There's reason to think that workplace data collection, at least, will gain some boundaries in the near future. A 2010 Supreme Court decision on sexting that upheld a 1987 decision that recognized the workplace privacy rights of government employees offers some insight.
"The message to government employers is that the courts will continue to scrutinize employers' actions for reasonableness, so supervisors have to be careful," said Jim Dempsey, the Center for Democracy and Technology's vice president for public policy, in an interview. "Unless a 'no privacy' policy is clear and consistently applied, an employer should assume that employees have a reasonable expectation of privacy and should proceed carefully, with a good reason and a narrow search, before examining employee emails, texts, or Internet usage."
Just as a consumer would do well to read the Terms and Conditions (ToC) for a given product or service, so too would a prospective employee be well-advised to read his or her employment agreement. The difference, unfortunately, is that in today's job market, a minority of people have the economic freedom to choose not to work at an organization that applies such monitoring.
If the read-rate for workplace contracts that includes data collection is anything like that for End User License Agreements (EULAs) or ToC, solely re-applying last century's "notice and consent" model won't be sufficient. Expecting consumers to read documents that are dozens of pages long on small mobile device screens may be overly optimistic. (The way people read online suggests that many visitors to this article never made it this far. Dear reader, I am glad that you are still with me!)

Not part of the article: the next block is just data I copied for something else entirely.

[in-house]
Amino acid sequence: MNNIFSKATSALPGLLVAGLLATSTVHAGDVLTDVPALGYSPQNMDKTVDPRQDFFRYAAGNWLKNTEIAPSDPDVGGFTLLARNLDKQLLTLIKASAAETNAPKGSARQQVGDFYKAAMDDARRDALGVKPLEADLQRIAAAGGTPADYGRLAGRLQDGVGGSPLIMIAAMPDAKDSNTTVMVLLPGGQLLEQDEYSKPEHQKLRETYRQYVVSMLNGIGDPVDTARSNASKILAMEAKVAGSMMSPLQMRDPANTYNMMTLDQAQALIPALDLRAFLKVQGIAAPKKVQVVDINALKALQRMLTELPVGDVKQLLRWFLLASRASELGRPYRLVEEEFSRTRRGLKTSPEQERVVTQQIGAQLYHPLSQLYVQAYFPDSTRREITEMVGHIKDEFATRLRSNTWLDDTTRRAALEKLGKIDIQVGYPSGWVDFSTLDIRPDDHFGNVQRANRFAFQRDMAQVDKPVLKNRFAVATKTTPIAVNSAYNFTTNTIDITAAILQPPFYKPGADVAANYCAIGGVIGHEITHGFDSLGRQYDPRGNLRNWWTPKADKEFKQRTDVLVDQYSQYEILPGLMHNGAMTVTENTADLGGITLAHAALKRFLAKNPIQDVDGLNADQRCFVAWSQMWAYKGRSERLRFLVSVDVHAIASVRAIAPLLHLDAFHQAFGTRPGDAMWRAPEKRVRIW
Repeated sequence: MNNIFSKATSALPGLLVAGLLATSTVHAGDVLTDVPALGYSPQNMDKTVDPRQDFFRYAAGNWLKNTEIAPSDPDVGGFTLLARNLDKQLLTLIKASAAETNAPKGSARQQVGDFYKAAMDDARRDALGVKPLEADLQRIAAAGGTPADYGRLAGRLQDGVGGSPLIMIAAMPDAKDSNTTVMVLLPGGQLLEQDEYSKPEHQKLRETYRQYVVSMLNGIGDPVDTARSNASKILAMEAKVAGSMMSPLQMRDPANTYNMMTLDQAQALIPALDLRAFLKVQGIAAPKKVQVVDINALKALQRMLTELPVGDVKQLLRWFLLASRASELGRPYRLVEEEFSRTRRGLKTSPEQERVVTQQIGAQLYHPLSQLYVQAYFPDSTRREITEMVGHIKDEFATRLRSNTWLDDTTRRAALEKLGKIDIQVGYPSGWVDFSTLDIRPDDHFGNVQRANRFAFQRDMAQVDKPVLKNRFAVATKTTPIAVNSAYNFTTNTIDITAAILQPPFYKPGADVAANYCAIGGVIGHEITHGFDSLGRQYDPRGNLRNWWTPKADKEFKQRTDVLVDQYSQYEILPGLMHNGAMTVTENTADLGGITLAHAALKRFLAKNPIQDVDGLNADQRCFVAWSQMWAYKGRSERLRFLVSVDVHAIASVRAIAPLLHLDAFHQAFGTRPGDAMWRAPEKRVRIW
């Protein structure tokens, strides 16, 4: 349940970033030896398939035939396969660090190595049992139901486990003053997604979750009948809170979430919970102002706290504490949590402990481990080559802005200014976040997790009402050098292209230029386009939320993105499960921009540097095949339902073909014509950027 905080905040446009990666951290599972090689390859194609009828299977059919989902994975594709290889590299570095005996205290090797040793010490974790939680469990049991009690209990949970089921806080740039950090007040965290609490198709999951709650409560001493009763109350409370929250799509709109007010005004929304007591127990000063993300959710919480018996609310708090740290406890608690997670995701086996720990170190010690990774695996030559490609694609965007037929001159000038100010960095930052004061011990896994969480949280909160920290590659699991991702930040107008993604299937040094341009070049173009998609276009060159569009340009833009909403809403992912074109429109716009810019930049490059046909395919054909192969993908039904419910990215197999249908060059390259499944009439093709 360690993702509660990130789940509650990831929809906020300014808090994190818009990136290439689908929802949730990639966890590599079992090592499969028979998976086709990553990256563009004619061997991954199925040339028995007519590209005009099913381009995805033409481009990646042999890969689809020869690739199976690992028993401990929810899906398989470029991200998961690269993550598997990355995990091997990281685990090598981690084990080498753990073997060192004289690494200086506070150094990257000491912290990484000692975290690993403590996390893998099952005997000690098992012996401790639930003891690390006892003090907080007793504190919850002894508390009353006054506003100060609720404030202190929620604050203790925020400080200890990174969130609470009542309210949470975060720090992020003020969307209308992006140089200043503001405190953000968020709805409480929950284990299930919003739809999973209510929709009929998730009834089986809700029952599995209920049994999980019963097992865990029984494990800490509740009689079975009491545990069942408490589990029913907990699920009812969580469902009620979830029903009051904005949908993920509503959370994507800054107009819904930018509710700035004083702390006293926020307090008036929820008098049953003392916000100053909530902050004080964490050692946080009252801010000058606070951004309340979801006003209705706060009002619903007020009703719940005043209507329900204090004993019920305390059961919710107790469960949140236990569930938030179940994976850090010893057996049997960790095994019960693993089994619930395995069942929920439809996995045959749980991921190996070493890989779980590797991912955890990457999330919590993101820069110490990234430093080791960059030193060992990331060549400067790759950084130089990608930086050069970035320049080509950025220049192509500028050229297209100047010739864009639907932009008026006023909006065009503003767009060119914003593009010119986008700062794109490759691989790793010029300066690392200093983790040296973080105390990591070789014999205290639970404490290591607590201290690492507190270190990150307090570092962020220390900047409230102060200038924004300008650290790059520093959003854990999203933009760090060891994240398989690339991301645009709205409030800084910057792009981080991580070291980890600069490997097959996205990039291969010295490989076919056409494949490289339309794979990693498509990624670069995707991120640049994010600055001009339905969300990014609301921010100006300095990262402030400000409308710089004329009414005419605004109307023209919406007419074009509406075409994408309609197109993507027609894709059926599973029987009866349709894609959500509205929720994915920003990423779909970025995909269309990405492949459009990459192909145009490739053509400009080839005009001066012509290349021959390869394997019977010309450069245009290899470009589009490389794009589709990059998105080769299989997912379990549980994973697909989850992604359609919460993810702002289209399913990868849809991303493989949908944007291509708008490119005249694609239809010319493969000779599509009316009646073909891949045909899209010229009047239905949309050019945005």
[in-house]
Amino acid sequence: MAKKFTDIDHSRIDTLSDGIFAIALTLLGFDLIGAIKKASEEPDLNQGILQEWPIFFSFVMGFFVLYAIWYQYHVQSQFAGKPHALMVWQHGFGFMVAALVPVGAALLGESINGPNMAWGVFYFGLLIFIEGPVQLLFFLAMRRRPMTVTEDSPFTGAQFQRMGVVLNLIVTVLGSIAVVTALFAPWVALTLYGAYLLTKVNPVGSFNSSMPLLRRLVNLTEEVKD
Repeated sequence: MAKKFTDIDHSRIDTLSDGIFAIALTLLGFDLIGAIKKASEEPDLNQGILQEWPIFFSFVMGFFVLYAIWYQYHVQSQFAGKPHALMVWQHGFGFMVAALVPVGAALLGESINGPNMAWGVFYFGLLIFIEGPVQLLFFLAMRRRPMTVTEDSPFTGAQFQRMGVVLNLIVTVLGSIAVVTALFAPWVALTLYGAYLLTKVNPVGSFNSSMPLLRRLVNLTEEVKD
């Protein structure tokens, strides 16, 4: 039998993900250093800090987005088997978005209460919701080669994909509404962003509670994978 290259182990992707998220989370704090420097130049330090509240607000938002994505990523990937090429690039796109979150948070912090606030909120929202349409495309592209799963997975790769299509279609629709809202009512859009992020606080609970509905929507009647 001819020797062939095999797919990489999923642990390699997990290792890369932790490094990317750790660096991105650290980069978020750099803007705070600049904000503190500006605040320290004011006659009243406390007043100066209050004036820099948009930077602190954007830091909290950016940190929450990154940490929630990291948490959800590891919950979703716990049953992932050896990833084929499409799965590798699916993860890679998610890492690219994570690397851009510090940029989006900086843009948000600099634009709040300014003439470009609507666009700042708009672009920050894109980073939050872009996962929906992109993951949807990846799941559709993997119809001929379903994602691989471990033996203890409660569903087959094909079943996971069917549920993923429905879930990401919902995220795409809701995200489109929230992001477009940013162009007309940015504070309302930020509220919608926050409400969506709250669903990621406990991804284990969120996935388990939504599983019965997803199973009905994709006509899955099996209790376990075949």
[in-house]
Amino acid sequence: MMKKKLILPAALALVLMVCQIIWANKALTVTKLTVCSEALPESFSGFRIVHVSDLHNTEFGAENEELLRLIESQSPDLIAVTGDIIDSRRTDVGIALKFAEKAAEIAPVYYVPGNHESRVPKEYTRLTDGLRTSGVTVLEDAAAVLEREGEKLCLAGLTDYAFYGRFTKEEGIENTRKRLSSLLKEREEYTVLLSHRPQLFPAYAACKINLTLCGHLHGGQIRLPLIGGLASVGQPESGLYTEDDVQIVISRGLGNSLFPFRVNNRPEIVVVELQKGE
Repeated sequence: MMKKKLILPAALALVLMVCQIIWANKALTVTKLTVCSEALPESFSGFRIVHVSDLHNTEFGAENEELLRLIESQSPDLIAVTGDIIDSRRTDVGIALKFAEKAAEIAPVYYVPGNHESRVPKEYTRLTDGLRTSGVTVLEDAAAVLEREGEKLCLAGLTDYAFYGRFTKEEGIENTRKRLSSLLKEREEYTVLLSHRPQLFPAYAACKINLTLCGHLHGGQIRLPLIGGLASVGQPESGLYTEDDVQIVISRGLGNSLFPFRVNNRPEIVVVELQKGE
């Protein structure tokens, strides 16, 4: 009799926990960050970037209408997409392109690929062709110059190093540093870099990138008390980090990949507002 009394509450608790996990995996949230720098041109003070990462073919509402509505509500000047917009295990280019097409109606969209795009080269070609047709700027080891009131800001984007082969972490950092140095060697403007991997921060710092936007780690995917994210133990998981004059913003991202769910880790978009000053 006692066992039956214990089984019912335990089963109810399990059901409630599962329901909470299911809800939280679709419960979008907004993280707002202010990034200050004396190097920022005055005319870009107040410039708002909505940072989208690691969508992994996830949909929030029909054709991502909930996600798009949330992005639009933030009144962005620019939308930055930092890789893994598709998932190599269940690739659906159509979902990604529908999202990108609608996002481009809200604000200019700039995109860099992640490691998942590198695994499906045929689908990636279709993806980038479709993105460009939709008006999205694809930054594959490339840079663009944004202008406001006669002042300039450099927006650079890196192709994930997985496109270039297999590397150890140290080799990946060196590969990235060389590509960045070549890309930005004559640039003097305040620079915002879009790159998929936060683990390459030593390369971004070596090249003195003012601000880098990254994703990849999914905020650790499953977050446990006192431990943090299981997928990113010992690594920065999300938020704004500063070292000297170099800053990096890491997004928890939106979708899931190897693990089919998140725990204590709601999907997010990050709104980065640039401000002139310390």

All too often, people treat any of the long EULAs, ToC, or privacy policies they encounter online as "TL;DR"--something to be instantly scrolled through and clicked, not carefully consumed. A 2012 study found that a consumer would need 250 hours (a month of 10-hour days) to read all of the privacy policies she encountered in a year. The answer to the question about whether most consumers read the EULA, much less understand it, seems to be a pretty resounding "no." That means it will continue to fall to regulators and Congress to define the boundaries for data collection and usage in this rapidly expanding arena, as in other public spaces, and to suggest to the makers of apps and other digital services that pursuing broad principles of transparency, disclosure, usability, and "privacy by design" is the best route for consumers and businesses.
While some officials like FTC commissioner Julie Brill are grappling with big data and consumer privacy (PDF), the rapid changes in what's possible have once again outpaced the law. Until legislatures and regulators catch up, the public has little choice but to look to Google and Mark Zuckerberg's stance on data and privacy, the regulation of data brokers and telecommunications companies, and the willingness of industry and government entities to submit to some measure of algorithmic transparency and audits of data use.
There's hope in the near future that the public will be more actively engaged in discussing what data collection and analysis mean to society, either through upcoming public workshops on privacy and big data convened by the White House at MIT, NYU, and the University of California at Berkeley, but public officials at every level will need to do much better at engaging the consent of the governed. The signs from Newark and Chicago are not promising.
Alex Howard writes about how shifts in technology are changing government and society. A former fellow at Harvard and Columbia, he is the founder of "E Pluribus Unum," a blog focused on open government and technology.